I have been running as my major workout activity for years and I have recently developed Achilles heel tendonitis. I have been fitted for orthotics, but have not started using them yet, and I have been told by my general practitioner to stop running for anywhere from 4 week to 3 months! What should I do? I have been doing easy SLOW 5ks occasionally and bike and walk only recreationally not as a workout. I have also started incorporating yoga (flow hot yoga) which I do about once a week and I could swim, but I cannot fathom NOT running for that long!



I 100% understand your frustrations.  I have been told more than once that I cannot run for an extended period of time, and I am like a bull in a cage after a few weeks. Good news is, this won’t last forever and it is a chance for you to focus on other things, such as swimming and yoga, which are activities that might not be given much of your attention during running season.

You need to listen to your doctor and rehabilitation therapist, as they know what they are talking about.  However, take that 3 month timeline as an idea of when you will be back to running the mileage that you are used to. Until then, talk to your physiotherapist about how to gradually start running, as getting out and running 5km when you have been off for an extended period of time is only going to inflame your Achilles.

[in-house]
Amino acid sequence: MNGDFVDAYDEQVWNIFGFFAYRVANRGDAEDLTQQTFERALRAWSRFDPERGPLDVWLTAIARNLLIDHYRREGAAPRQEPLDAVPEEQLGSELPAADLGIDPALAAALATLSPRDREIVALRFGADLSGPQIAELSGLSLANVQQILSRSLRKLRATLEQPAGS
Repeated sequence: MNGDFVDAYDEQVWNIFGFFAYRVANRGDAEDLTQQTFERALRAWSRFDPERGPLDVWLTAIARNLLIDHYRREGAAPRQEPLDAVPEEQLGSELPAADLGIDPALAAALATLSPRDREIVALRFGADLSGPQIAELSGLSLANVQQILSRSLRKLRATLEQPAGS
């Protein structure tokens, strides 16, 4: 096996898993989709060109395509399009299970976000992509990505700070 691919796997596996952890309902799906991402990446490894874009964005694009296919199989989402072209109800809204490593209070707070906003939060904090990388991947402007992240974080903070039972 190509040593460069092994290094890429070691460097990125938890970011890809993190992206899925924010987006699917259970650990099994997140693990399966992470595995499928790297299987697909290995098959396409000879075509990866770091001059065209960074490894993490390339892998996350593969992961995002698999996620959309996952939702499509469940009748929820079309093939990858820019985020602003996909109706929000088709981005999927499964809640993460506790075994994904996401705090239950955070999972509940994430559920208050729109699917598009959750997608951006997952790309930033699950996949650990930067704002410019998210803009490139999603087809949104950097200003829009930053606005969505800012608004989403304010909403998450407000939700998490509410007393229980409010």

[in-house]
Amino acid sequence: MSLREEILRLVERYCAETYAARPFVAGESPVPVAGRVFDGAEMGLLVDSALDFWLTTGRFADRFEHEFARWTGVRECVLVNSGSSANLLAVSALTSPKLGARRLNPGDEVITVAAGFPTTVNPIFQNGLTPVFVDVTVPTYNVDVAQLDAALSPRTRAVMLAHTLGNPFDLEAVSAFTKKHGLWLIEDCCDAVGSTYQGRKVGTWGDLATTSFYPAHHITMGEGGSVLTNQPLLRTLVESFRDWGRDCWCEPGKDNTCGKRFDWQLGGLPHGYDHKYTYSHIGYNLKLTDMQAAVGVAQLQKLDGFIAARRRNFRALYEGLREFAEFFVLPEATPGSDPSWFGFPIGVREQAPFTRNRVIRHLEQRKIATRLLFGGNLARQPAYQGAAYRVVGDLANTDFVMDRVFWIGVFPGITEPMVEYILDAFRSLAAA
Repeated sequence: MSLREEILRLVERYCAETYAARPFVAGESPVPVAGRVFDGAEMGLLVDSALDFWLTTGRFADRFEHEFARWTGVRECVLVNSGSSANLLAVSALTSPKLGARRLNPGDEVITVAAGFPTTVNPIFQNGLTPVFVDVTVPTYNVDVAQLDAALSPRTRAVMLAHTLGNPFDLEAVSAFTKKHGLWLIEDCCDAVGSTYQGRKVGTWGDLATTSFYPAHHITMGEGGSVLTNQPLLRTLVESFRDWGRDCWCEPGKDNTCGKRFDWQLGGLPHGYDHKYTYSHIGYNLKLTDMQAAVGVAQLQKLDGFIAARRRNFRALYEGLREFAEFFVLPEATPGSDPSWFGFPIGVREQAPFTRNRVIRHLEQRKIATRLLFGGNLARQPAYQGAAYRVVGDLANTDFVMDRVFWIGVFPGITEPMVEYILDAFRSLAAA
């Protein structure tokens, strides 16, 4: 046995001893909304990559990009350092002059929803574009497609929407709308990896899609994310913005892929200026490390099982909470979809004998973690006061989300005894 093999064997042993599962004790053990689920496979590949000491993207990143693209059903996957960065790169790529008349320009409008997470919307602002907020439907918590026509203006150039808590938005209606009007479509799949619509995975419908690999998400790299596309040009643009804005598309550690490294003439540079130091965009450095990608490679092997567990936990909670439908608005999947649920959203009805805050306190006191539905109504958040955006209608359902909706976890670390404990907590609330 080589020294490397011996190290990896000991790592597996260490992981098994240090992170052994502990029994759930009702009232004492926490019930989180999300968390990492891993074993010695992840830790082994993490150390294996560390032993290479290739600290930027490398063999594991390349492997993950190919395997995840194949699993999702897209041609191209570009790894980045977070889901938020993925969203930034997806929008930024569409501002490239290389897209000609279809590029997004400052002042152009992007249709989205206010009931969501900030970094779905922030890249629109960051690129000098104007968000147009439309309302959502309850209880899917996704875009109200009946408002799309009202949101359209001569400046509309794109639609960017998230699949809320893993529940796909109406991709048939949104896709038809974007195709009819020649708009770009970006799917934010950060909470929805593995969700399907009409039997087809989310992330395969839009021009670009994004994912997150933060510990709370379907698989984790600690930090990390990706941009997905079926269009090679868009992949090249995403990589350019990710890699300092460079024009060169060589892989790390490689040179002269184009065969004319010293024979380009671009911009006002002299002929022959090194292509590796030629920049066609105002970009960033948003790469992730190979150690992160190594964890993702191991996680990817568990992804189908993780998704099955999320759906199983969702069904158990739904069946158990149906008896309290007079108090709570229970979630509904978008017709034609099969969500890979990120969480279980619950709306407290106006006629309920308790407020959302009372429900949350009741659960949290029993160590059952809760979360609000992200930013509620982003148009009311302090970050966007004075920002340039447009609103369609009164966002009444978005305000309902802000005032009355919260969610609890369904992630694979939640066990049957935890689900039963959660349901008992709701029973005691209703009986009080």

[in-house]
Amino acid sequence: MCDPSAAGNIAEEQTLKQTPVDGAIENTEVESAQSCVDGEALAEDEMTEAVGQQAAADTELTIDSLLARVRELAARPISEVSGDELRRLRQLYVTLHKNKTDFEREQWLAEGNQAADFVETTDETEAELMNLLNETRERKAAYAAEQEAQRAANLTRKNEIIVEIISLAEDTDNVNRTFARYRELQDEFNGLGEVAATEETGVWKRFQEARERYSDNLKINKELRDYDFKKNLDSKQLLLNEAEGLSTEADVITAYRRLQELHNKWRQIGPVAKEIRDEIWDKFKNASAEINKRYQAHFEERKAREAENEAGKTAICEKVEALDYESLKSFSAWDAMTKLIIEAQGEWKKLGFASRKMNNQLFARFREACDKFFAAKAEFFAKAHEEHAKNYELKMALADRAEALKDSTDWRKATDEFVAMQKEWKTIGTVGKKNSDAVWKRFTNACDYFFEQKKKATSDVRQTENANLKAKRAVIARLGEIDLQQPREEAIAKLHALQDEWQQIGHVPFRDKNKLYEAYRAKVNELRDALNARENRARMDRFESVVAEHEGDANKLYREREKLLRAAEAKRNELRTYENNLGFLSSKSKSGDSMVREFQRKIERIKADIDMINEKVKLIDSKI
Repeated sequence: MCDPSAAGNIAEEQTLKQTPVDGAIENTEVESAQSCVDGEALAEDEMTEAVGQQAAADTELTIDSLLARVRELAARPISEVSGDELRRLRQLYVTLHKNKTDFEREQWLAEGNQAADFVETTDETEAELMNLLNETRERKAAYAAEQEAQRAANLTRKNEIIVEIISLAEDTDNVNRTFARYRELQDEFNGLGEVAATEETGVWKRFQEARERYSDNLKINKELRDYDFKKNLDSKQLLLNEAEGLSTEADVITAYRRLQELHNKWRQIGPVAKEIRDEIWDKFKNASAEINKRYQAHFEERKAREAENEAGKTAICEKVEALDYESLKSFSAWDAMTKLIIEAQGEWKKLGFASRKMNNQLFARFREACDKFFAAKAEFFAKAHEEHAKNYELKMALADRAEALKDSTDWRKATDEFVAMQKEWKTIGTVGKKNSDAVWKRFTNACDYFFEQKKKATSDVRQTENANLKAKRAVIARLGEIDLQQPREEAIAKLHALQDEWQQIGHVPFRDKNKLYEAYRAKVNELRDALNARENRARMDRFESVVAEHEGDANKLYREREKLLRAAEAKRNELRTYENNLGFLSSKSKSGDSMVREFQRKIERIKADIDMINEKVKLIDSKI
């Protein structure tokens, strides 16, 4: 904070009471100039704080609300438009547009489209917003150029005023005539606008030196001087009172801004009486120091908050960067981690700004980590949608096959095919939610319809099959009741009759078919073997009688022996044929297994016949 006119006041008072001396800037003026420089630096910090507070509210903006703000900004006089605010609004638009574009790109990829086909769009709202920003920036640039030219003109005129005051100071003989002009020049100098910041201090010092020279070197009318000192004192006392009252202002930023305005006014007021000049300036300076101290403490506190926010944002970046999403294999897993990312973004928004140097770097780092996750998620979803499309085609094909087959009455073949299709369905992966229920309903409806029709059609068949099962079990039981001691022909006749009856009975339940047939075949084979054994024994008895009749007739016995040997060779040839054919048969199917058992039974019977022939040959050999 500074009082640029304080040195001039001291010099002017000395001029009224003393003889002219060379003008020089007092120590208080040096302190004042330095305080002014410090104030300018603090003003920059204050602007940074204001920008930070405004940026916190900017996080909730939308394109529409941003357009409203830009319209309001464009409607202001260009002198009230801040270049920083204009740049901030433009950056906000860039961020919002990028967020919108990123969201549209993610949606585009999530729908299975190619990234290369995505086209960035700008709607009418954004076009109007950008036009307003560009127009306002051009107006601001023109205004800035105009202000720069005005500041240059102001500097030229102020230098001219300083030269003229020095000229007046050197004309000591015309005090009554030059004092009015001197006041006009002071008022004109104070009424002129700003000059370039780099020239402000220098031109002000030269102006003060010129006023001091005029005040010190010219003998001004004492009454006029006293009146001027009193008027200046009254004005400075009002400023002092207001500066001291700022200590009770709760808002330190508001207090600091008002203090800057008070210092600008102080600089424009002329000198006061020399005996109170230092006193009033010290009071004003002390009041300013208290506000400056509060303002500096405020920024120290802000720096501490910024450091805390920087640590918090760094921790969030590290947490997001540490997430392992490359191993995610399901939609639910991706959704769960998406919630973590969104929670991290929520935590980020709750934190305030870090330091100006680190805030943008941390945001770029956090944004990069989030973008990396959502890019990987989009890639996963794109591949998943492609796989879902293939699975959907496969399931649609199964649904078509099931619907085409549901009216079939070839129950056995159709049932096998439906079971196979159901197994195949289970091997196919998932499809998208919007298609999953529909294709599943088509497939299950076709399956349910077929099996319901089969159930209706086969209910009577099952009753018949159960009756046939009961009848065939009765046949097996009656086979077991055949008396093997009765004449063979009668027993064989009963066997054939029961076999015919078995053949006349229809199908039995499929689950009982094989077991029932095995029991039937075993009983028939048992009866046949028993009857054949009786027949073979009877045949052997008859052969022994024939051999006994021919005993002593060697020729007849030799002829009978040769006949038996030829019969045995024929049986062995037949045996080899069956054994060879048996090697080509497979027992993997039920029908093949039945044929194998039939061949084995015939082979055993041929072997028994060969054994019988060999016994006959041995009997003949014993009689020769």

When you have the clear to start running again, I would suggest starting with 30 seconds of running and 4 and a half minutes of jogging for the first week. Each week that follows, add 30 seconds of running and remove 30 seconds of walking, until you are running 30 minutes pain free. You will need to gradually strengthen your running to ensure you do not experience injury again. Click here for a refresher on my favourite exercises to prevent running injuries, and add these to your daily workouts.

Be careful with cycling, as cycling is known for tightening up the calves. If you are riding outside, spend a few minutes after your ride to strengthen your glutes, hamstrings and calves, and if you are spinning then hang out on your bike for a few minutes hanging your heels down for a deep stretch. 

And invest in one of these balls – I honestly do not leave home without mine. My favourite routine with this ball is rolling it up and down each tendon from your toes to your heel 5 times, then step your arch directly onto the ball 5 times (this can be painful but is so worth it) and for the deepest of calf stretches, finish with placing the ball under your “toe knuckles’ with your heel on the floor and the other leg forward.

If you do all of this, you should be back and running in no time.